Bottom Line: The mechanical properties of the resulting PLGA composites with well-dispersed ceramic (either titania or HA) nanoparticles were investigated and compared with composites with agglomerated ceramic nanoparticles.Results demonstrated that well-dispersed ceramic nanoparticles (titania or HA) in PLGA improved mechanical properties compared with agglomerated ceramic nanoparticles even though the weight percentage of the ceramics was the same.Specifically, well-dispersed nanoceramics in PLGA enhanced the tensile modulus, tensile strength at yield, ultimate tensile strength, and compressive modulus compared with the more agglomerated nanoceramics in PLGA.

View Article: PubMed Central - PubMed

Affiliation: Division of Engineering, Brown University, Providence, RI, USA.

ABSTRACT
Ceramic/polymer composites have been considered as third-generation orthopedic biomaterials due to their ability to closely match properties (such as surface, chemistry, biological, and mechanical) of natural bone. It has already been shown that the addition of nanophase compared with conventional (or micron-scale) ceramics to polymers enhances bone cell functions. However, in order to fully take advantage of the promising nanometer size effects that nanoceramics can provide when added to polymers, it is critical to uniformly disperse them in a polymer matrix. This is critical since ceramic nanoparticles inherently have a strong tendency to form larger agglomerates in a polymer matrix which may compromise their properties. Therefore, in this study, model ceramic nanoparticles, specifically titania and hydroxyapatite (HA), were dispersed in a model polymer (PLGA, poly-lactic-co-glycolic acid) using high-power ultrasonic energy. The mechanical properties of the resulting PLGA composites with well-dispersed ceramic (either titania or HA) nanoparticles were investigated and compared with composites with agglomerated ceramic nanoparticles. Results demonstrated that well-dispersed ceramic nanoparticles (titania or HA) in PLGA improved mechanical properties compared with agglomerated ceramic nanoparticles even though the weight percentage of the ceramics was the same. Specifically, well-dispersed nanoceramics in PLGA enhanced the tensile modulus, tensile strength at yield, ultimate tensile strength, and compressive modulus compared with the more agglomerated nanoceramics in PLGA. In summary, supplemented by previous studies that demonstrated greater osteoblast (bone-forming cell) functions on well-dispersed nanophase ceramics in polymers, the present study demonstrated that the combination of PLGA with well-dispersed nanoceramics enhanced mechanical properties necessary for load-bearing orthopedic/dental applications.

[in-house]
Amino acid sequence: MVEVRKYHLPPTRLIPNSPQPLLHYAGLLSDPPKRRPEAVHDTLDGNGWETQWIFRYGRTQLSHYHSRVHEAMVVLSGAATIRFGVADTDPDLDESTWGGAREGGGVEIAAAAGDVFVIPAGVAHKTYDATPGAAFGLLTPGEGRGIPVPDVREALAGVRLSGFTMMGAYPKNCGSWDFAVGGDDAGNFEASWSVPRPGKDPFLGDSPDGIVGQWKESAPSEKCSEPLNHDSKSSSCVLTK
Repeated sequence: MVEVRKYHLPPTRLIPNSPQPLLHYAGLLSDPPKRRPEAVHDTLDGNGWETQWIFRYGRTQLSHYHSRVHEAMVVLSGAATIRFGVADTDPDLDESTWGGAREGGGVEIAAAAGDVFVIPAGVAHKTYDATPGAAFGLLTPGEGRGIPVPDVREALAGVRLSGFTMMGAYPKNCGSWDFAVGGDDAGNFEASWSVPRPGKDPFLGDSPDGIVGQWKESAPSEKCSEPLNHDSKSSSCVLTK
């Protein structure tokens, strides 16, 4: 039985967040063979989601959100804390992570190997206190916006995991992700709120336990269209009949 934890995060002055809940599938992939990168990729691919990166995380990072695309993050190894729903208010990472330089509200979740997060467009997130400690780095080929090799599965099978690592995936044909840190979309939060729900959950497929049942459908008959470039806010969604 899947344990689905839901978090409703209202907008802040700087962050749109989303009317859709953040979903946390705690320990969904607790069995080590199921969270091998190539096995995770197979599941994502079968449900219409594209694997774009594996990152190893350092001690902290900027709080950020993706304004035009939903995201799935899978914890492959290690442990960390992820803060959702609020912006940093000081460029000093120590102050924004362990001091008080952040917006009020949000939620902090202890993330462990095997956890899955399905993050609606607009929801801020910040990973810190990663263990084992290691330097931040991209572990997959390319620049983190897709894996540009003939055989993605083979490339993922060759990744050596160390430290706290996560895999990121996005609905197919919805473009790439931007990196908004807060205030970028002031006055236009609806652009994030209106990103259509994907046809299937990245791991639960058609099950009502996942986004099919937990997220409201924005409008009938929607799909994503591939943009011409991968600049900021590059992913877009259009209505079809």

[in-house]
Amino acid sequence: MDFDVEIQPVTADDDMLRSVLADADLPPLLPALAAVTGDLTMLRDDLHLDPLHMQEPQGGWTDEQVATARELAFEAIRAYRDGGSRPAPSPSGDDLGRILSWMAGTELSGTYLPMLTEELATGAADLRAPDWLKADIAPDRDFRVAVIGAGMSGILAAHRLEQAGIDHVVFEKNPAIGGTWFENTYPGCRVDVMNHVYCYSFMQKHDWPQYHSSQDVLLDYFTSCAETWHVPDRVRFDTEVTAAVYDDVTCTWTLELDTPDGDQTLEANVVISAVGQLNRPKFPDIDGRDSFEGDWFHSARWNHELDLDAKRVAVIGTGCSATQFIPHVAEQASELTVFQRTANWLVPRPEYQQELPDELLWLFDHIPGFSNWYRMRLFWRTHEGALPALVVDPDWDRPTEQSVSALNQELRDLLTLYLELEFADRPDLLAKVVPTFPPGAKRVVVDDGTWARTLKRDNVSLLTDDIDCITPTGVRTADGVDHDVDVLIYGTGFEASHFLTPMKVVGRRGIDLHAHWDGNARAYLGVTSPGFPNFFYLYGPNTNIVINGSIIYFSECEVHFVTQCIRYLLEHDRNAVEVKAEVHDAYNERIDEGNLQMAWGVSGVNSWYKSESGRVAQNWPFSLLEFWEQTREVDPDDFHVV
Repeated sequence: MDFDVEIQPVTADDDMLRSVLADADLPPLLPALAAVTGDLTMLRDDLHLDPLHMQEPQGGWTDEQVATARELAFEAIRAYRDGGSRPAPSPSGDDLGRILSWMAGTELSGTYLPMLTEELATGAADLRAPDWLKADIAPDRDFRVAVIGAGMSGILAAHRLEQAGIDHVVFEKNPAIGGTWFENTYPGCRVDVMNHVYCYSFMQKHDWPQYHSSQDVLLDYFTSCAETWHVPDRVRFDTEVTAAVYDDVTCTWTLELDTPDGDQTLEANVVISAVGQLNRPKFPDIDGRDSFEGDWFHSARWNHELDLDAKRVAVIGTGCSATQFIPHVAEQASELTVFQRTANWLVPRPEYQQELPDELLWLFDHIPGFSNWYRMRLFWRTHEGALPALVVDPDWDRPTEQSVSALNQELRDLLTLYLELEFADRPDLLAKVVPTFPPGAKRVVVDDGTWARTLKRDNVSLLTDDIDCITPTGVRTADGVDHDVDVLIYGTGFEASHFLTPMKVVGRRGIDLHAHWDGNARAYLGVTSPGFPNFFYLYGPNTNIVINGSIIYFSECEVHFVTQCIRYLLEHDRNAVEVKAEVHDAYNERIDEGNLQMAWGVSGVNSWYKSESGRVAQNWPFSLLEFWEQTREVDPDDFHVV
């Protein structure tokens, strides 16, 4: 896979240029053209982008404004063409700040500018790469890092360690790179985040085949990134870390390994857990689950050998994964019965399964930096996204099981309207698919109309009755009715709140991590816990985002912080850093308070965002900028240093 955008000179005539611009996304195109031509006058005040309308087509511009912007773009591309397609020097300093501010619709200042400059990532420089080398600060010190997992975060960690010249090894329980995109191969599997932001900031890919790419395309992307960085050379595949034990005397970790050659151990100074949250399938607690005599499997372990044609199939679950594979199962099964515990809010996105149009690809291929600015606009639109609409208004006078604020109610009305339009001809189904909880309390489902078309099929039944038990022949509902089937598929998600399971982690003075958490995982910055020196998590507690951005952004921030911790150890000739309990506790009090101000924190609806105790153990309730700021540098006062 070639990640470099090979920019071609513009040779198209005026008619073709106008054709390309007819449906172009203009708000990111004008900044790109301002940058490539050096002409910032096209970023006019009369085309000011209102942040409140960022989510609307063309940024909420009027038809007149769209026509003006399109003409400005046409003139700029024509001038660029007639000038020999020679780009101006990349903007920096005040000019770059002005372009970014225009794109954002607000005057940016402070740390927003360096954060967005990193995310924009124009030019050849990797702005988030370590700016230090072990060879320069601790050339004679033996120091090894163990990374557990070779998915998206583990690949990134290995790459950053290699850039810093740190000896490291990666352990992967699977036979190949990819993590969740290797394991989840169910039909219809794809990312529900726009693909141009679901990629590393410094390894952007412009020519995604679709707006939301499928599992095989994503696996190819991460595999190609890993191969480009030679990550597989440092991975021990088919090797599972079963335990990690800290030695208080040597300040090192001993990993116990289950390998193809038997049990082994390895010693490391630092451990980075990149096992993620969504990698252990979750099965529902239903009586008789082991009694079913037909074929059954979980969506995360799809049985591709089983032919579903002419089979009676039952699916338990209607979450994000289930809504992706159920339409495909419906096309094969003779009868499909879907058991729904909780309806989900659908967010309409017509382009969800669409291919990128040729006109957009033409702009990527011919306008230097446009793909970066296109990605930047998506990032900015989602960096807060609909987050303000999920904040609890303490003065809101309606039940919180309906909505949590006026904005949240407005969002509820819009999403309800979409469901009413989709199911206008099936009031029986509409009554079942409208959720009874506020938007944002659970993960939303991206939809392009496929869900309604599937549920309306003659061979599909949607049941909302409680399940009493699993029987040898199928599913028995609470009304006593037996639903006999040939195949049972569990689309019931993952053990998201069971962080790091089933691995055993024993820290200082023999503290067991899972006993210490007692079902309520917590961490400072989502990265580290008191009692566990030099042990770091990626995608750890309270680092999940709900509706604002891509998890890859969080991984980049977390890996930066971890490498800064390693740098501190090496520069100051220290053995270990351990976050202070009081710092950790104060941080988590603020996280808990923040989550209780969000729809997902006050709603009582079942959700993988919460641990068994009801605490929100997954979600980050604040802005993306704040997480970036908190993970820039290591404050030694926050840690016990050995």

Show MeSH
Related in: MedlinePlus